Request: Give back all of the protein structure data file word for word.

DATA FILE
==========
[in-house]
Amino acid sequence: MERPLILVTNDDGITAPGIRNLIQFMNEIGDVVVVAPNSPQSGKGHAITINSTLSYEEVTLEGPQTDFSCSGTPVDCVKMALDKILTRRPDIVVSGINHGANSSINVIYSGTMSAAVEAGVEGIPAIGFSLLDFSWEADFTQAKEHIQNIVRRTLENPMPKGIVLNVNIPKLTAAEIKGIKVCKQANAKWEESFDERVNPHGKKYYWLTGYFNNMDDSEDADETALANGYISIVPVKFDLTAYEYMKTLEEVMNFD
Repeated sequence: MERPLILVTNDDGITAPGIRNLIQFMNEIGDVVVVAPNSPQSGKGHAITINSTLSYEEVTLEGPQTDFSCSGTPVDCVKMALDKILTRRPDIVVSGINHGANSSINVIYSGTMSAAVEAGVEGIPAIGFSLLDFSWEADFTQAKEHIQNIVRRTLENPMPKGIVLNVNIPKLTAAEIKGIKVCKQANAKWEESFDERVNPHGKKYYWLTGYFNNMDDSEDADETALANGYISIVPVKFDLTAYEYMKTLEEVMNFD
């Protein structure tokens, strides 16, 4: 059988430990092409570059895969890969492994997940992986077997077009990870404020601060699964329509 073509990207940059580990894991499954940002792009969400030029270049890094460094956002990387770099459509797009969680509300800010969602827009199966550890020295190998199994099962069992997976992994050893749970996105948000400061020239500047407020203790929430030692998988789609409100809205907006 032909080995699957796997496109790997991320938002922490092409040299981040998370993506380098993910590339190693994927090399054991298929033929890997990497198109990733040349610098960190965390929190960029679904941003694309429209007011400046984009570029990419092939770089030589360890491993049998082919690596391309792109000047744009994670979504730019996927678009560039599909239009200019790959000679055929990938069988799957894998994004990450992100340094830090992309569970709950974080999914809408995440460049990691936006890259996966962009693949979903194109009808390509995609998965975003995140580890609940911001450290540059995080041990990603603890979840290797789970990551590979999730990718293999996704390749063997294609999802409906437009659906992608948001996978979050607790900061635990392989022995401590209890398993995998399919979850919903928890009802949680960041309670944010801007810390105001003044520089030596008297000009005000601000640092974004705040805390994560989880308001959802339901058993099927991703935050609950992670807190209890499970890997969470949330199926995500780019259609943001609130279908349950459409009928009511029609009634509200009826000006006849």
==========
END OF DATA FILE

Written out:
[in-house]
Amino acid sequence: MERPLILVTNDDGITAPGIRNLIQFMNEIGDVVVVAPNSPQSGKGHAITINSTLSYEEVTLEGPQTDFSCSGTPVDCVKMALDKILTRRPDIVVSGINHGANSSINVIYSGTMSAAVEAGVEGIPAIGFSLLDFSWEADFTQAKEHIQNIVRRTLENPMPKGIVLNVNIPKLTAAEIKGIKVCKQANAKWEESFDERVNPHGKKYYWLTGYFNNMDDSEDADETALANGYISIVPVKFDLTAYEYMKTLEEVMNFD
Repeated sequence: MERPLILVTNDDGITAPGIRNLIQFMNEIGDVVVVAPNSPQSGKGHAITINSTLSYEEVTLEGPQTDFSCSGTPVDCVKMALDKILTRRPDIVVSGINHGANSSINVIYSGTMSAAVEAGVEGIPAIGFSLLDFSWEADFTQAKEHIQNIVRRTLENPMPKGIVLNVNIPKLTAAEIKGIKVCKQANAKWEESFDERVNPHGKKYYWLTGYFNNMDDSEDADETALANGYISIVPVKFDLTAYEYMKTLEEVMNFD
């Protein structure tokens, strides 16, 4: 059988430990092409570059895969890969492994997940992986077997077009990870404020601060699964329509 073509990207940059580990894991499954940002792009969400030029270049890094460094956002990387770099459509797009969680509300800010969602827009199966550890020295190998199994099962069992997976992994050893749970996105948000400061020239500047407020203790929430030692998988789609409100809205907006 032909080995699957796997496109790997991320938002922490092409040299981040998370993506380098993910590339190693994927090399054991298929033929890997990497198109990733040349610098960190965390929190960029679904941003694309429209007011400046984009570029990419092939770089030589360890491993049998082919690596391309792109000047744009994670979504730019996927678009560039599909239009200019790959000679055929990938069988799957894998994004990450992100340094830090992309569970709950974080999914809408995440460049990691936006890259996966962009693949979903194109009808390509995609998965975003995140580890609940911001450290540059995080041990990603603890979840290797789970990551590979999730990718293999996704390749063997294609999802409906437009659906992608948001996978979050607790900061635990392989022995401590209890398993995998399919979850919903928890009802949680960041309670944010801007810390105001003044520089030596008297000009005000601000640092974004705040805390994560989880308001959802339901058993099927991703935050609950992670807190209890499970890997969470949330199926995500780019259609943001609130279908349950459409009928009511029609009634509200009826000006006849």